As I reached into my desk drawer to retrieve my recently expired passport, a version of my 1970s self emerged. Before me was a young man I hardly recognized. He had hair down to his shoulders, a poor excuse for a beard, and a silly look on his face. My mother-in-law used to declare he looked just like Jesus, as if she’d formally met the man.
Eventually I found the correct expired passport, then gasped again. This codger staring back at me looked too much like a short-timer, closer than I realized to crossing into that territory where return trips are strictly prohibited.
I’ve held three official U.S. passports, the first one issued in 1979, the second in 1995, and the third one in 2008. They permitted me to travel internationally six times. With these expired documents languishing in my desk drawer, I faced a dilemma. Should I renew?
Renewal is such a tricky word. While it implies a kind of rebirth, it also contains the dregs of fiscal responsibility, like renewing vehicle registration, coughing up more cash for insurance premiums or deciding which magazine subscriptions might get more use in an office waiting room.
Our government collects $145 from first-time applicants, and a mere $110 for renewal, as long as the citizen’s previous passport was issued in the last 15 years. An acceptable photograph is also required, a head shot which most U.S. Post Offices can furnish for an additional $15, even if there’s a chance your face will eventually show up on a stamp.
I’ve tried to submit my own photo but government regulations are very specific. Any variation from over 23 mandates covering size, resolution, pose, expression, background, attire or even the accurate depiction of skin tone can result in rejection. Upon studying the rules, I wondered about the training passport personnel receive to decide if one’s skin tone is accurate and consequently acceptable. Politics these days still prompt questions like these. Once issued, a passport is valid for exactly 10 years.
With my mostly Midwestern miserly ways, I figured I had no option but to renew. Despite being gifted with second-rate math skills, I calculated 10 years of inflation multiplied by the largest national debt in the world divided by my actuary risks of survival would add up to saving a few dollars if I could ever afford to travel again.
Only one in five Americans retain a passport, preferring interstate to international travel. By letting my passport lapse, I’d be joining the majority of Americans who for one reason or another prefer to stay at home. Granted, the U.S. is huge, with plenty of opportunities for domestic tourism, but as Shakespeare might have phrased it, “All the world’s a stage ... except America, which has remodeled itself into a movie theater.”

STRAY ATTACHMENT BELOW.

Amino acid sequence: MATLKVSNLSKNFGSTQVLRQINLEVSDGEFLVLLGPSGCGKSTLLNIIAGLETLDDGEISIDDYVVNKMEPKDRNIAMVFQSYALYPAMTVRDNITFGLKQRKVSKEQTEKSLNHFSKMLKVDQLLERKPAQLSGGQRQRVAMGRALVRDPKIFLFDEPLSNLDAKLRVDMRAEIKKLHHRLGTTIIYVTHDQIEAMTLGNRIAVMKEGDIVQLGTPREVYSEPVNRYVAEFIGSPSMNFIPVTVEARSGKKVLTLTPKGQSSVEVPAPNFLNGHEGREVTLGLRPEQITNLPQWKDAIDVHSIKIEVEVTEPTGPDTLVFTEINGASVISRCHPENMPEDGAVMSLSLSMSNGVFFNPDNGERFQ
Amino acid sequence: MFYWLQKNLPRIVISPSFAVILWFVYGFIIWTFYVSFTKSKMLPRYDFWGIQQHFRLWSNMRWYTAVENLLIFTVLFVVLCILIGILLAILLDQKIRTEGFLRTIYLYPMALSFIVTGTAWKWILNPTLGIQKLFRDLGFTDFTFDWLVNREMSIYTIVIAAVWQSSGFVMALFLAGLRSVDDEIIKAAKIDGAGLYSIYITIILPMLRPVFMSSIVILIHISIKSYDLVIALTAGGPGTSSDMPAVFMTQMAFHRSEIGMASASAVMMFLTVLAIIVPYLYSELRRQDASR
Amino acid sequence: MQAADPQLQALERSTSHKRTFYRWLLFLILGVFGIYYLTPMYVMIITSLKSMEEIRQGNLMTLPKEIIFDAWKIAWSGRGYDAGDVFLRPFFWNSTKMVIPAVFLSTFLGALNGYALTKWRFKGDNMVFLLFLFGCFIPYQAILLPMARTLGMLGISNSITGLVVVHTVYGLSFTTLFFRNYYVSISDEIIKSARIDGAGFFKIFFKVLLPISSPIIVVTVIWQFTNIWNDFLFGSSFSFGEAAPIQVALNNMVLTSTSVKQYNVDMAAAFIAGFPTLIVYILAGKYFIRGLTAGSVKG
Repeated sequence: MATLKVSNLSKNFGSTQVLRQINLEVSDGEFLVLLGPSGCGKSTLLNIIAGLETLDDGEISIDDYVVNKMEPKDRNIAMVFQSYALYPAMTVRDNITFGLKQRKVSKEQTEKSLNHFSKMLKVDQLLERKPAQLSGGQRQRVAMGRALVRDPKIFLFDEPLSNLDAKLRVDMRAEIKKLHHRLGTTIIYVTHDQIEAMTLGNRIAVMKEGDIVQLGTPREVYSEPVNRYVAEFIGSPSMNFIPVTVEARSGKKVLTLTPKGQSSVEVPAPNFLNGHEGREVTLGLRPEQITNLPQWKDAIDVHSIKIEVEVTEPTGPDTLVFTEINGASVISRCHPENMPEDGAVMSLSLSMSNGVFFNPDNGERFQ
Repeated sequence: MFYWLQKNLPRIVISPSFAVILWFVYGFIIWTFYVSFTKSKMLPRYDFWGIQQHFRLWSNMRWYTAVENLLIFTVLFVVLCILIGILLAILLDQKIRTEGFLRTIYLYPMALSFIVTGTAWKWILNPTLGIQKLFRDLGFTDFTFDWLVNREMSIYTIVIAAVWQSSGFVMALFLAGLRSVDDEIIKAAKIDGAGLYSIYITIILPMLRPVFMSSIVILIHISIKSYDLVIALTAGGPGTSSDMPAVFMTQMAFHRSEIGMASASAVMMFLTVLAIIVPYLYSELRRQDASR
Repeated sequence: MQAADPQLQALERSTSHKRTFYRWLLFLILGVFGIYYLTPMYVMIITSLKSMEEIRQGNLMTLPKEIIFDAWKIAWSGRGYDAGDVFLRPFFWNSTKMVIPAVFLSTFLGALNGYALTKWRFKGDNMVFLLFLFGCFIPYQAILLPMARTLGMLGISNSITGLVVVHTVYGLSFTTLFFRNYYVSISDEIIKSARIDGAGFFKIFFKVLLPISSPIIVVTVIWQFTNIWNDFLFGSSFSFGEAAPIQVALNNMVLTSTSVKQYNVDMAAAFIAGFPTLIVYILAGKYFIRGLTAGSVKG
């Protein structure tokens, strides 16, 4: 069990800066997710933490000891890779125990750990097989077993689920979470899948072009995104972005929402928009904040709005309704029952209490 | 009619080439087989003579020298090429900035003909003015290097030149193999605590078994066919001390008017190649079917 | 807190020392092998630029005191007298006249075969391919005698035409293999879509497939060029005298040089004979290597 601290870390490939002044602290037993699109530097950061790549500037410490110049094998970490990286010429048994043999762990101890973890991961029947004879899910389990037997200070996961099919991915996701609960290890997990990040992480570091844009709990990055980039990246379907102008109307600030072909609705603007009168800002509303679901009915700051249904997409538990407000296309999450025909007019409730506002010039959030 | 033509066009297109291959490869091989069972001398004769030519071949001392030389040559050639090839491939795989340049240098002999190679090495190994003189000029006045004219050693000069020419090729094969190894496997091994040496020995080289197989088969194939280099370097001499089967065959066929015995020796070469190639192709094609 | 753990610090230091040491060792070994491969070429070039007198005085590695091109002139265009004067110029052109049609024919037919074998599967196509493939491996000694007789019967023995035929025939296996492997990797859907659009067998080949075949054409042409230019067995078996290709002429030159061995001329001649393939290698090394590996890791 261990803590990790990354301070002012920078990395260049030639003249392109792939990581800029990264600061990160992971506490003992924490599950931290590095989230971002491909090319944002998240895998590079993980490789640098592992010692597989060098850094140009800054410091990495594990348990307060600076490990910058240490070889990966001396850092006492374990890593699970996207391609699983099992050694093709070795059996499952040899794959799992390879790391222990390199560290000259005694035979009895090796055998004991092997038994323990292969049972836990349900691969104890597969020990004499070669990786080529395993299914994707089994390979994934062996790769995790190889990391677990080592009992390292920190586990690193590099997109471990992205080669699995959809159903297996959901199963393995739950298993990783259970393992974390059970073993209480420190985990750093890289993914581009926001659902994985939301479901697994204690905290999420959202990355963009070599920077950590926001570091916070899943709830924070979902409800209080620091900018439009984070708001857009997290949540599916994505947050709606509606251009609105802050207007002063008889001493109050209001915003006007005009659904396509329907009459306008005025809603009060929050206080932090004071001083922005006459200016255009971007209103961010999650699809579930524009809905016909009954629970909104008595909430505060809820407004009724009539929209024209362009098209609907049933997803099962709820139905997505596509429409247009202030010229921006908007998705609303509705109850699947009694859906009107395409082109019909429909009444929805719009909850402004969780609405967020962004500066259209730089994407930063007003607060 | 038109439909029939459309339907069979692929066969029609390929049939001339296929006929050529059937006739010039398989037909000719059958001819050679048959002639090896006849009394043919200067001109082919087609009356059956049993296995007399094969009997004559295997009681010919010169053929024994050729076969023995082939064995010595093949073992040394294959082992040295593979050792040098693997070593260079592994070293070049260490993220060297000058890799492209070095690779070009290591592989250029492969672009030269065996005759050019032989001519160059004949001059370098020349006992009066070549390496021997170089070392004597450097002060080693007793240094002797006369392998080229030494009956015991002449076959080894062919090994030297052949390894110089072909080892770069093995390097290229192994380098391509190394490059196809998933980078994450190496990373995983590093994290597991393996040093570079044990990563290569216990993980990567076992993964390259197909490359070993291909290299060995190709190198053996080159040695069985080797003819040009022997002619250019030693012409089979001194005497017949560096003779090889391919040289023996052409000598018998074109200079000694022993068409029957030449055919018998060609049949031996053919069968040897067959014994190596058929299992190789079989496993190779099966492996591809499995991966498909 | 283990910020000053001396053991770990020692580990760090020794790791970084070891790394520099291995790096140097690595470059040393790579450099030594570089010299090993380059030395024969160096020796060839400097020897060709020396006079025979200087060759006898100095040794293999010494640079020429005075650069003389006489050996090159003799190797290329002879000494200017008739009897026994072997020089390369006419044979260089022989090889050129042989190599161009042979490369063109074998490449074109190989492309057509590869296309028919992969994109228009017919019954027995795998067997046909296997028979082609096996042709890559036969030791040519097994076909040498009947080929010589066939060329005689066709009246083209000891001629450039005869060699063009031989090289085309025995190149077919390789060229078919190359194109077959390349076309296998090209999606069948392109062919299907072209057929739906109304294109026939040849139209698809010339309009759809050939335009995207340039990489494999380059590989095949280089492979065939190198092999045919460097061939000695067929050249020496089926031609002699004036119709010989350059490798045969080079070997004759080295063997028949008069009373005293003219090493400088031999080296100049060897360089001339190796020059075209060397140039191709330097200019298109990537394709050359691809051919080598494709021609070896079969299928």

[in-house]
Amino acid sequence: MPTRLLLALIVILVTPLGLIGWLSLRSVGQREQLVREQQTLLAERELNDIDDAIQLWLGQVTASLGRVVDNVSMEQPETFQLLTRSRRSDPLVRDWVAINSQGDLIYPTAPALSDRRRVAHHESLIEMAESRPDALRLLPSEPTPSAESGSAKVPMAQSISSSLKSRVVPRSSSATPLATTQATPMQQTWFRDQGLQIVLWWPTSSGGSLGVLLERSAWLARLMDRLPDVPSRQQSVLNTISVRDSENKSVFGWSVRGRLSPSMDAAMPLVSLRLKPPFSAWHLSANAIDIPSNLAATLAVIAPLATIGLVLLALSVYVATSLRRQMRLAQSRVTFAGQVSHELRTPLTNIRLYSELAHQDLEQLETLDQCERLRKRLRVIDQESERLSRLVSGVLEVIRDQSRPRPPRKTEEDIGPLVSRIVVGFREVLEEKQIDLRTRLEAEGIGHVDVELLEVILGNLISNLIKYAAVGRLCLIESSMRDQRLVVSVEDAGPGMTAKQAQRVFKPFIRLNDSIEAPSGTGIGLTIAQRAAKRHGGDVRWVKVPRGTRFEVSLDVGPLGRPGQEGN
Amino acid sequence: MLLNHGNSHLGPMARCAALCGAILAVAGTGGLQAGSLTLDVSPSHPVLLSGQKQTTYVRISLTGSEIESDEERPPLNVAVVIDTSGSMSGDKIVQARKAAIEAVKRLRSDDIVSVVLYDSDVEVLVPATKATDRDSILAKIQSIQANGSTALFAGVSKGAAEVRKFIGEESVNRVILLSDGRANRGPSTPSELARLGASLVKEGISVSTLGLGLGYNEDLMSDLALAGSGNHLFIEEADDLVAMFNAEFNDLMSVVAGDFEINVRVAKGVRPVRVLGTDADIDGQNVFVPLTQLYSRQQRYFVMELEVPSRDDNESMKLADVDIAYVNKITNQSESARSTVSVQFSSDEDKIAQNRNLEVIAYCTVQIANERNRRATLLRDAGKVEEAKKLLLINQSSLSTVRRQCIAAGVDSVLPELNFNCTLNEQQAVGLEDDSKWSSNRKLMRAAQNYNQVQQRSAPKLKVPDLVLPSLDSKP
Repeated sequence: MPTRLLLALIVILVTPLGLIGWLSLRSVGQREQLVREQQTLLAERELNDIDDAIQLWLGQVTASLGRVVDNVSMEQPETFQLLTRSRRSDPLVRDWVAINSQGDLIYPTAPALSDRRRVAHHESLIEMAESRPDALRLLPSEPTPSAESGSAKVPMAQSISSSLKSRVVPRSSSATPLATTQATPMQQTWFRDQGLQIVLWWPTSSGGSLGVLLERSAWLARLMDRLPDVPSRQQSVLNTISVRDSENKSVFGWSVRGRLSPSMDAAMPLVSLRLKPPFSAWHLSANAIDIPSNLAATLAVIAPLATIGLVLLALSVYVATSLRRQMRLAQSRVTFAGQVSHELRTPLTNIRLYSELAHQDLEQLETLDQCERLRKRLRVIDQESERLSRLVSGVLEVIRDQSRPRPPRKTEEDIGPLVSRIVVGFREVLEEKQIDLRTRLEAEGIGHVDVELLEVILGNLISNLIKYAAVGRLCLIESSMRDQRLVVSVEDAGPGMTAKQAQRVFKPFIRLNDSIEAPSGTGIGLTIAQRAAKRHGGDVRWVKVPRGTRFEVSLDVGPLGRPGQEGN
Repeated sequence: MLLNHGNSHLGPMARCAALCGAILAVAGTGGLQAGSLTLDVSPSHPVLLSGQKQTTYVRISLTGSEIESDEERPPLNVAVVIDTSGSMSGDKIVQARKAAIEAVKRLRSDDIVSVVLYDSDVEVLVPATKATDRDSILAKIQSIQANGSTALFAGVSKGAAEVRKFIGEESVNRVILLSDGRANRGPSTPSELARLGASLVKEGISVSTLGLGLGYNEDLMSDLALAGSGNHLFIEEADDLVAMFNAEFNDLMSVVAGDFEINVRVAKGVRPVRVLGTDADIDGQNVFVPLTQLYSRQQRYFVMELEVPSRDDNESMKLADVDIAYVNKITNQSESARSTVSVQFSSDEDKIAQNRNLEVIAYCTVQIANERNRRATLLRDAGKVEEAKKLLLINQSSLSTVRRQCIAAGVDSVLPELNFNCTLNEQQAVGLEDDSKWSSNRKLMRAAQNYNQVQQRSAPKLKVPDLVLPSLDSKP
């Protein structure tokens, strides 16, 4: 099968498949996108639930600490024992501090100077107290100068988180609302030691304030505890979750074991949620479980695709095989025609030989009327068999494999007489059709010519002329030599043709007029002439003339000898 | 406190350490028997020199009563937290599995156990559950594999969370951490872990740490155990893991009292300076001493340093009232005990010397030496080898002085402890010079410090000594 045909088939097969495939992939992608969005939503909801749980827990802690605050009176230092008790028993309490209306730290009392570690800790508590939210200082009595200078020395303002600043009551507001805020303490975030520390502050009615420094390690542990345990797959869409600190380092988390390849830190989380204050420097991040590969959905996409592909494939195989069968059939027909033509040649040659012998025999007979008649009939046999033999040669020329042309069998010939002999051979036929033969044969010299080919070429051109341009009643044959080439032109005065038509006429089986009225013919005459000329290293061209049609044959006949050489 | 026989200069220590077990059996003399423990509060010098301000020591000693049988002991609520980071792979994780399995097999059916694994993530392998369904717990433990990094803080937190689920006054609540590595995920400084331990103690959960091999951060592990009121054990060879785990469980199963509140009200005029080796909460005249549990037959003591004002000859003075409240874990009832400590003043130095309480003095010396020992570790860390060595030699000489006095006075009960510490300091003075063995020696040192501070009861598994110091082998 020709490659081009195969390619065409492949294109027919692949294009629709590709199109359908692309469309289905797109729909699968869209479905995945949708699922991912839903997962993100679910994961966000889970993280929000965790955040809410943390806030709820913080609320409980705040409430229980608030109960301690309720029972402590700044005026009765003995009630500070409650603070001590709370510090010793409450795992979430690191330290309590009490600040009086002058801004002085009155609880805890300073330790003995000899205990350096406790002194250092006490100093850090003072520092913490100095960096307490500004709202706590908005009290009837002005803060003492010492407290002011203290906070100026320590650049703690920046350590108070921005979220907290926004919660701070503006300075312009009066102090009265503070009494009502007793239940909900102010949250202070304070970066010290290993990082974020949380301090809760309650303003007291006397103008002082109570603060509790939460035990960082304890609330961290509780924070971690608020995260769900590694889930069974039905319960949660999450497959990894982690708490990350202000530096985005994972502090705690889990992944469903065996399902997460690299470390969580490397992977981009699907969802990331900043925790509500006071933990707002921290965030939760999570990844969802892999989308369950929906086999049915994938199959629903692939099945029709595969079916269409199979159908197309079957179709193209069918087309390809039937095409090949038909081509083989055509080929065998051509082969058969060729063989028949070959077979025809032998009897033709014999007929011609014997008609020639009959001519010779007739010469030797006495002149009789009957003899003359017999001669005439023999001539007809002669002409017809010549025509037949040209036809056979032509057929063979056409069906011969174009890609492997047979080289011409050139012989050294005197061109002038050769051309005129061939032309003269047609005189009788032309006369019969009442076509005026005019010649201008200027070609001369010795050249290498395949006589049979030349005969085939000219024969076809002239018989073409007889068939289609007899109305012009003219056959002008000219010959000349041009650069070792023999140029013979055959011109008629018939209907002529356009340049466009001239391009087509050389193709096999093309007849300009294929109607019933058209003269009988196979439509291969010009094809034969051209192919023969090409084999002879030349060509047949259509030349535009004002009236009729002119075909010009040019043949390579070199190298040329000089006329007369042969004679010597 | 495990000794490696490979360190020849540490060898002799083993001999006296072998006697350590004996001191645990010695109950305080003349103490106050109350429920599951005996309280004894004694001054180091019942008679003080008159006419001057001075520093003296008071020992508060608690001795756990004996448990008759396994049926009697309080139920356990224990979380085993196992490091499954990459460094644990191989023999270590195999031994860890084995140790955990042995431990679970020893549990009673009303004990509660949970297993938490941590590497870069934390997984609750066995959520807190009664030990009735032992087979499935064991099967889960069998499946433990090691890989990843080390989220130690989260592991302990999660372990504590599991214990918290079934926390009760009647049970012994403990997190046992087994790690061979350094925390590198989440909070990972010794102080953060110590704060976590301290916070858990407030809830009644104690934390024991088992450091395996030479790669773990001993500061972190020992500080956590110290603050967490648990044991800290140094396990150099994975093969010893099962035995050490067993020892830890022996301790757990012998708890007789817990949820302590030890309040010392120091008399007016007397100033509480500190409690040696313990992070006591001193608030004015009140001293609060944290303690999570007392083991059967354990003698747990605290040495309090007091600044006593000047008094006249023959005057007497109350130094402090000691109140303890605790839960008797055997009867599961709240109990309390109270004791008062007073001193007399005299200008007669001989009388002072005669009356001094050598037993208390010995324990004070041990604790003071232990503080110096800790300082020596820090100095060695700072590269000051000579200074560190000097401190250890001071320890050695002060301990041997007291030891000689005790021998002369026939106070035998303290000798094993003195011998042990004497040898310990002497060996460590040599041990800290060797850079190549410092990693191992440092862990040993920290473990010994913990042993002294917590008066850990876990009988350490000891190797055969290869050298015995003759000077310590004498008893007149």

Six trips abroad and I felt welcome in every port, airport or station by the people who worked and lived there. In Paris I almost took the wrong train to the Palace of Versailles, the one traveling away from it instead of toward it. Through the combined efforts of a little elderly Parisian lady who spoke no English and a German tourist who spoke just a little we managed to reorient my disorientation.
In Malta a bus driver delayed his departure after shouting at a few impatient passengers to explain how his bus was an individual part of a fleet of vintage buses, all of them owned by locals who spent their own money customizing and decorating them. They qualified as mechanical works of art. I spent the next week trying out various bus routes just to see how creative the Maltese owners could be. Modernization has since reduced the colorful island’s buses to a nondescript example of any city’s strictly reliable and functional transport. Que? sera?, sera?. You’d have to have been there to see it.
When friends narrate their tourist horror stories, I nod my head and try to appear sympathetic, but safety and good luck are not simply products of staying at home. If they were, nobody would ever leave. Something about travel, especially to places you could not have imagined, opens itself to all kinds of pleasure, like sampling new foods, trying to out-grimace a gargoyle, spending money that looks phony as Monopoly cash, or stopping to stare at an architectural masterpiece still standing like a time machine after five centuries, and then getting the chance to step inside.
My new passport photo turned out to be a little glossy just above the forehead, where hair is supposed to grow, so the postal employee readjusted the lighting and took an alternative. He showed me the result and declared it should be acceptable. As a mug shot, I couldn’t complain, but privately I still think it didn’t do my skin tone justice.